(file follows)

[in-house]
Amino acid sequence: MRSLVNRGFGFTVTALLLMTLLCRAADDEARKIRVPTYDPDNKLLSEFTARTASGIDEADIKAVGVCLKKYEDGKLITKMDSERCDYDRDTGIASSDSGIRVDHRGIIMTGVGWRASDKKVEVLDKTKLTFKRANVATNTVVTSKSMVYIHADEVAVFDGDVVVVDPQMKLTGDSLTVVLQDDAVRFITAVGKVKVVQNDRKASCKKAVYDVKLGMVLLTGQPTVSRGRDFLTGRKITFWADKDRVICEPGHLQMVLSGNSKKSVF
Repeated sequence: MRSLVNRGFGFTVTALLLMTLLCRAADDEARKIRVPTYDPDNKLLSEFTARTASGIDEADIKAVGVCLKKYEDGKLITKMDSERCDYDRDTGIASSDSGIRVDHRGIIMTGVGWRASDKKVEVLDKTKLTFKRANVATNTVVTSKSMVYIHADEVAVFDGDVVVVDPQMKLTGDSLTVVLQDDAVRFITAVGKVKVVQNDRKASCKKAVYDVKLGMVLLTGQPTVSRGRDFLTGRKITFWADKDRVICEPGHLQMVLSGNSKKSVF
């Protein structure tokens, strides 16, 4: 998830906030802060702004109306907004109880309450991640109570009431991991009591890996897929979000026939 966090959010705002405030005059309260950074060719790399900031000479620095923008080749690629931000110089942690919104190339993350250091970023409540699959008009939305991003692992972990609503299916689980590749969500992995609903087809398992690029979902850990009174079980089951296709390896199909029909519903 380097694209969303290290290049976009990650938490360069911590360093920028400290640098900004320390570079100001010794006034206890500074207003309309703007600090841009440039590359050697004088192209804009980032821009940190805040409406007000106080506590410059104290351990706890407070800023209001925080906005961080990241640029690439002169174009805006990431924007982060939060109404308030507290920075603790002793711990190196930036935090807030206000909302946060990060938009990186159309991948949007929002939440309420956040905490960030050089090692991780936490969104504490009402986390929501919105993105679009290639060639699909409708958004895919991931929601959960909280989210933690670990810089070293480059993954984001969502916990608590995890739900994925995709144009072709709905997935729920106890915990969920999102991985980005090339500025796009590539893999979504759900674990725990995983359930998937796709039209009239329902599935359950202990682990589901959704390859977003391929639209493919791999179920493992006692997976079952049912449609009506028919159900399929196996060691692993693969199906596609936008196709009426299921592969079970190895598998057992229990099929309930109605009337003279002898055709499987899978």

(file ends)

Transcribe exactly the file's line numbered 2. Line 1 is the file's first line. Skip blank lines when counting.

Amino acid sequence: MRSLVNRGFGFTVTALLLMTLLCRAADDEARKIRVPTYDPDNKLLSEFTARTASGIDEADIKAVGVCLKKYEDGKLITKMDSERCDYDRDTGIASSDSGIRVDHRGIIMTGVGWRASDKKVEVLDKTKLTFKRANVATNTVVTSKSMVYIHADEVAVFDGDVVVVDPQMKLTGDSLTVVLQDDAVRFITAVGKVKVVQNDRKASCKKAVYDVKLGMVLLTGQPTVSRGRDFLTGRKITFWADKDRVICEPGHLQMVLSGNSKKSVF